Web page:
In order to overwhelm political enemies, voters resort to the same kind of rank tribalism as do jingoists. Instead of nations, the relevant collective “herds” are political parties, interest groups, “movements,” etc. Partisans shout down any disloyal dissent emerging from within their ranks.

      Political violence is mob violence. The larger the crowd, the more anonymous its violence. And the impunity of anonymity, like the impunity of authority, unleashes man’s capacity for evil. Under the shielding anonymity of the lynch mob and the voting booth, any atrocity is on the table.

      Partisans, like jingoists, clamor for leadership in order to be herded toward the sole objective of defeating the political enemy. They rally behind and take marching orders from their political leadership.

      All’s fair in politics and war.

      1. “All’s fair in politics and war.”

        You may justify Bull Connor and his activities — but I will not.

      2. @Michael D

        You cannot have liberty without self-government. And you can’t have self-government at scale without democracy.

        If you reject democracy, then who makes the rules? In actual human history, the answer is always some dictator or some oligarchy. Some may dream of anarchism, but anarchy is impractical because people will ultimately seek the help of a larger tribe to assist in getting revenge for harms to them and those who seek power for its own sake will band together and dominate individuals. Tribes are necessary for self-protection, since an individual cannot stand against a tribe. Given this, the best we can do is make sure that tribe is a democracy that respects individual rights, rather than a dictatorship or an oligarchy that does not.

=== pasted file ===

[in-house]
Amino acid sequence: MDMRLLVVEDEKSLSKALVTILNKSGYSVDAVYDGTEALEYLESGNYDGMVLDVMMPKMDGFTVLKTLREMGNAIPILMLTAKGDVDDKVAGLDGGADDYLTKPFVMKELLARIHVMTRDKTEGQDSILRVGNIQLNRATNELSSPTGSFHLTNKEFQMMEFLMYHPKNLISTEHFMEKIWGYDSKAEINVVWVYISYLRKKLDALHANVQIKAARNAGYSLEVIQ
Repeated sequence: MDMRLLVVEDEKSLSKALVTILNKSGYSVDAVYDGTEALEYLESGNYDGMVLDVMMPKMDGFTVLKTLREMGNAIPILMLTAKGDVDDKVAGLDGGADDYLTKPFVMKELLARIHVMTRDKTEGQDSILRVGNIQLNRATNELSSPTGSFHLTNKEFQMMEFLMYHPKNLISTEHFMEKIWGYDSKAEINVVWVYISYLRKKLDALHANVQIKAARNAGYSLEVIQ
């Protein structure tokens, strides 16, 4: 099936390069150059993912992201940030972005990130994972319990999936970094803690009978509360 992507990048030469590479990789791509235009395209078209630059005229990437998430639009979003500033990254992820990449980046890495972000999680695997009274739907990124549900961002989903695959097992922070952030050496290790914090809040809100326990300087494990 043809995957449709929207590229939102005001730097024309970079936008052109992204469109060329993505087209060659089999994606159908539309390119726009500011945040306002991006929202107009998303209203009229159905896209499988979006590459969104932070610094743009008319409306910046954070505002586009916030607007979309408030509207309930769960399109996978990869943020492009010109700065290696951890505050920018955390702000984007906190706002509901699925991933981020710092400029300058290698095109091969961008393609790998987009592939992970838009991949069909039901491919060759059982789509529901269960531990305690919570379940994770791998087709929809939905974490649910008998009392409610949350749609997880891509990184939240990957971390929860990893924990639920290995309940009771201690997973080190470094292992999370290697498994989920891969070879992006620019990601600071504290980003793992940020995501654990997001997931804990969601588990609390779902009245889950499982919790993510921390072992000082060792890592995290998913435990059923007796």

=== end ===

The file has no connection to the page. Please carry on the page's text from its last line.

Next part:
That something is the best we can do is, in fact, a perfectly valid defense. In our imagination, we may be rulers of the universe and fly around on the backs of dragons and live forever. In the real world, the laws of physics and biology must be contended with instead.

        In any case, the best tribe is a democracy based on the theory of self-government rather than rule over many by one or a few. But for that to work, for the ordinary people to rule over themselves in their collective capacity, they must be able to freely speak and freely deliberate. Cancel culture is anathema to this, because it turns those who decide who is canceled into the actual rulers.

    3. ” If we can’t debate public policy, then we no longer have a democracy. ”

      “The idea that the Chinese Communist GOVERNMENT should not be subject to criticism is political correctness on steroids. ”

      If you can’t debate the choices of the Chinese Communist GOVERNMENT without specifying that you’re complaining about the Chinese Communist GOVERNMENT, the problem isn’t a failing of democracy. It lies elsewhere.

  3. So wait, the Op-Ed defending the investigation is seriously taking the comment to refer to chinese people (!!!), and then more confusingly, highlights the danger of inflammatory comments about chinese people by pointing to incidents in which non-chinese asian americans have been attacked (???). What?

    I’m going to classify that under ‘not even wrong’. I’m shocked and appalled at the poor reasoning coming from people who are academically employed.

  4. ” highlights the danger of inflammatory comments about chinese people by pointing to incidents in which non-chinese asian americans have been attacked (???)”